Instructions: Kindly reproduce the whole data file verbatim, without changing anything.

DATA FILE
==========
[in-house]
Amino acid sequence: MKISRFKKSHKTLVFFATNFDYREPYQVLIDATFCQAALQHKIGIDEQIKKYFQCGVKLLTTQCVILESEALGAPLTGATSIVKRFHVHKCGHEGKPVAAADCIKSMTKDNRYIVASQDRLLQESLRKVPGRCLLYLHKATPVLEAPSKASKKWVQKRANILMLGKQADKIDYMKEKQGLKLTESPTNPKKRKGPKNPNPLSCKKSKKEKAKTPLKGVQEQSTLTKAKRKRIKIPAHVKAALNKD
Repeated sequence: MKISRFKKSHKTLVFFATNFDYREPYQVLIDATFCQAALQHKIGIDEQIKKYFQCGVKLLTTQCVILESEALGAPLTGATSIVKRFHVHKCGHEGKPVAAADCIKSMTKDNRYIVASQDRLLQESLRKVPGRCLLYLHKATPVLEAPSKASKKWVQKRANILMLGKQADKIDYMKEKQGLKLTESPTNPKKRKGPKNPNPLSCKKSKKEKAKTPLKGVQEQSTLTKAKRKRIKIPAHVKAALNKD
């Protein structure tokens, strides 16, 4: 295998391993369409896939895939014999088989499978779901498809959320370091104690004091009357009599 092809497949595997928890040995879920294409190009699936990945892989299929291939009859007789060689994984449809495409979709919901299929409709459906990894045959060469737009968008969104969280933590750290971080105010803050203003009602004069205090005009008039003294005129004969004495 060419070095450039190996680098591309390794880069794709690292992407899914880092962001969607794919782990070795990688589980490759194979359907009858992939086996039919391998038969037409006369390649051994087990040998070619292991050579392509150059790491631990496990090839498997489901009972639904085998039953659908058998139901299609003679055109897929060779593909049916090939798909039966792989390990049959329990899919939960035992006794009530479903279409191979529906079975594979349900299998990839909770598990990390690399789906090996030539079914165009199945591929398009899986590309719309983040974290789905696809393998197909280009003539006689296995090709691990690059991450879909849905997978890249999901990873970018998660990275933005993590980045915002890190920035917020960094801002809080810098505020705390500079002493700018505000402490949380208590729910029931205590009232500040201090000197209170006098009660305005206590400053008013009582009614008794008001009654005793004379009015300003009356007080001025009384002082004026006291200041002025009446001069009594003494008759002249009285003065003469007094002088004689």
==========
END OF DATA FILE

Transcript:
[in-house]
Amino acid sequence: MKISRFKKSHKTLVFFATNFDYREPYQVLIDATFCQAALQHKIGIDEQIKKYFQCGVKLLTTQCVILESEALGAPLTGATSIVKRFHVHKCGHEGKPVAAADCIKSMTKDNRYIVASQDRLLQESLRKVPGRCLLYLHKATPVLEAPSKASKKWVQKRANILMLGKQADKIDYMKEKQGLKLTESPTNPKKRKGPKNPNPLSCKKSKKEKAKTPLKGVQEQSTLTKAKRKRIKIPAHVKAALNKD
Repeated sequence: MKISRFKKSHKTLVFFATNFDYREPYQVLIDATFCQAALQHKIGIDEQIKKYFQCGVKLLTTQCVILESEALGAPLTGATSIVKRFHVHKCGHEGKPVAAADCIKSMTKDNRYIVASQDRLLQESLRKVPGRCLLYLHKATPVLEAPSKASKKWVQKRANILMLGKQADKIDYMKEKQGLKLTESPTNPKKRKGPKNPNPLSCKKSKKEKAKTPLKGVQEQSTLTKAKRKRIKIPAHVKAALNKD
């Protein structure tokens, strides 16, 4: 295998391993369409896939895939014999088989499978779901498809959320370091104690004091009357009599 092809497949595997928890040995879920294409190009699936990945892989299929291939009859007789060689994984449809495409979709919901299929409709459906990894045959060469737009968008969104969280933590750290971080105010803050203003009602004069205090005009008039003294005129004969004495 060419070095450039190996680098591309390794880069794709690292992407899914880092962001969607794919782990070795990688589980490759194979359907009858992939086996039919391998038969037409006369390649051994087990040998070619292991050579392509150059790491631990496990090839498997489901009972639904085998039953659908058998139901299609003679055109897929060779593909049916090939798909039966792989390990049959329990899919939960035992006794009530479903279409191979529906079975594979349900299998990839909770598990990390690399789906090996030539079914165009199945591929398009899986590309719309983040974290789905696809393998197909280009003539006689296995090709691990690059991450879909849905997978890249999901990873970018998660990275933005993590980045915002890190920035917020960094801002809080810098505020705390500079002493700018505000402490949380208590729910029931205590009232500040201090000197209170006098009660305005206590400053008013009582009614008794008001009654005793004379009015300003009356007080001025009384002082004026006291200041002025009446001069009594003494008759002249009285003065003469007094002088004689």